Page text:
The Journey Begins with Dirty Laundry!

Why do you go out for so long? Because when you live in Arizona, it takes forever to get to the other side of the country!

Our summer plan for 2024 is to spend most of that time on the East Coast. But to maximize our time there, we need to get there as quickly as possible. So we made the call to break the cardinal RV travel rule and go for longer drive days! 

For those dear readers who are not RVers, the golden rule of 3s is to drive no more than 300 miles, arrive by no later than 3pm, and stay for a minimum of 3 nights. This practice was designed to help reduce travel fatigue, overwhelm, and hangry spouses. 

Three hundred miles might not sound like much. But at an average of 65 miles an hour, plus lunch and potty stops and potential delays, 300 miles can take 6+ hours. And towing a rig or driving a big motorcoach is far more taxing than driving a regular car. 

And yet, we thought we could be the exception. We knew it would be tough having 8 or 9 hour drive days back to back but we thought, “It’s only for a few days…”

Since I can share driving responsibilities with Jeff, the drive itself wasn’t horrible. Even the set up was tolerable. But then came the rain. And the things breaking. And the frustration increasing.

I generally don’t share the bad news bears stories here. I mean, getting to travel around the country while working remotely is a pretty sweet gig. Why should I be complaining? But, the truth is, it’s not all Instagram photos. Things aren’t always perfect.

Most of this, I don’t have photos for. Who really wants to be taking pictures when things aren’t going well and tempers are a little heated? So you’ll have to picture it with your mind…

First up was the e-track for the motorcycle tie downs. Apparently, the tracks were secured using far too few sheet metal screws instead of ample wood screws. So the track ripped up from the floor leaning one of the bikes into the other.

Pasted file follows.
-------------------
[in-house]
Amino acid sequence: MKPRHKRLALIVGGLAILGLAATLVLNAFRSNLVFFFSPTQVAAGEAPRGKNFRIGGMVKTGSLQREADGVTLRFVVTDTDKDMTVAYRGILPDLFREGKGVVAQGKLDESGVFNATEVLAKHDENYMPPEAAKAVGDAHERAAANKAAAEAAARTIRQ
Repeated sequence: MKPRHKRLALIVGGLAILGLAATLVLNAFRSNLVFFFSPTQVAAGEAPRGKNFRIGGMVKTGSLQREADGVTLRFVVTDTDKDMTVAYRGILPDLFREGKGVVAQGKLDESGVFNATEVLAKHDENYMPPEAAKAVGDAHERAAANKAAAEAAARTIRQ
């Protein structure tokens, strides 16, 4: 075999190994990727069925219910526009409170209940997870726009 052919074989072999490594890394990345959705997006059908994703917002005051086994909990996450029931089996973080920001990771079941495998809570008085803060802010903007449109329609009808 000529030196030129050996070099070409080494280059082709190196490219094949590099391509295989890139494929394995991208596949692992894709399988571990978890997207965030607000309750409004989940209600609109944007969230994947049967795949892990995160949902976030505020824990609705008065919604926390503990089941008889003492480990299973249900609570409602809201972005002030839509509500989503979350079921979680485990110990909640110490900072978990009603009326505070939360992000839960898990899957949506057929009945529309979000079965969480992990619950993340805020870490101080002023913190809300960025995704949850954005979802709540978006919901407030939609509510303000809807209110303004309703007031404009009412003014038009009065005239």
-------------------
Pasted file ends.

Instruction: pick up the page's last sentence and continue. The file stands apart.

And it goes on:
Fortunately, Dixon, MO had a great small town True Value Hardware store. Complete with a super helpful old guy wanting to know all the details of the project you’d be working on. Plenty of wood screws later and we are back in business.

Not so fast. Next came the rain. Lots of it. More rain than we see all year in Phoenix (not that that is so hard to accomplish).

And when it rains, the leak shows up. Despite Jeff’s best efforts to seal all the edges of the new-to-us rig, he missed the one above his head where the oven vents to the outside. And this Sherlock (me, I mean me) just happened to spot the water dripping down at 9pm as we were getting ready for bed. Time to patch the leak, in the pouring rain, at night, in the dark, with some fancy schmancy Gorilla tape. Sporting the high class look now!

Two problems down…

Upon coming to our next overnight stay, Sherlock Nicole happened to notice the lid for the Televator was not where I had set it when we left the last location. Televators are a really stupid idea for an RV, IMO. I mean, what could go wrong with a tv mounted down inside a cabinet and having it on a motorized elevator that raises it up when needed? And then traveling across some really atrociously maintained, extremely bumpy roads? Well, maybe having the lift switch triggered by bouncing plastic containers so it gets stuck in the on position and burns out the motor… Nope, can’t think of anything that could go wrong.

And then, when attempting to fix that by removing the fireplace insert, having the insert face come unglued and the screws snap. Are these things really designed to take the kind of abuse caused by traveling around the country?

Those two things will have to wait as they aren’t easy fixes while on the road.

And finally, at least, hopefully this will be the last of it. There’s no real wood in the RV except under the floor so I can’t knock on anything for luck. Jeff discovered the springs he had just installed before we left Phoenix have failed. One of them has flattened so that’s pretty bad. A long morning later and the company is sending upgraded replacements but now we will need to coordinate where and when and how much it’s safe to drive the rig until we can get it replaced.

Ya, hopefully that’s the end of the challenges for a while. We are both exhausted. Handling the long drive days would be fine if it weren’t combined with the unforeseen challenges that can arise. You might have just enough for the planned scenario but it’s better to have plenty left in the proverbial tanks for what you can’t account for.

It hasn’t all been horrid. We did get our very first stop at a Buc-ee’s. If you aren’t familiar, these are VERY LARGE gas/convenience stores located primarily in the midwest. You are pretty much guaranteed to find an open gas pump and an open (and clean) toilet stall! Plus the selection of food, souvenirs and gifts is just AMAZING! Now we understand the appeal of this place. And two thumbs up for the fudge, beef jerky, three cheese sausage and Bucc-ee Nuggets! Nope, we didn’t buy anything while we were there…

We also got to enjoy a beautiful day at Summit Lake State Park and take our e-bikes out for their inaugural ride. The video is a bit choppy but quite funny if you turn up the volume.

I’m always touched seeing these kinds of memorials. This one at Fox Den Acres in New Scranton, PA. Thank you!

That’s it for week 1. Lots of challenges but hopefully that’s all behind us now.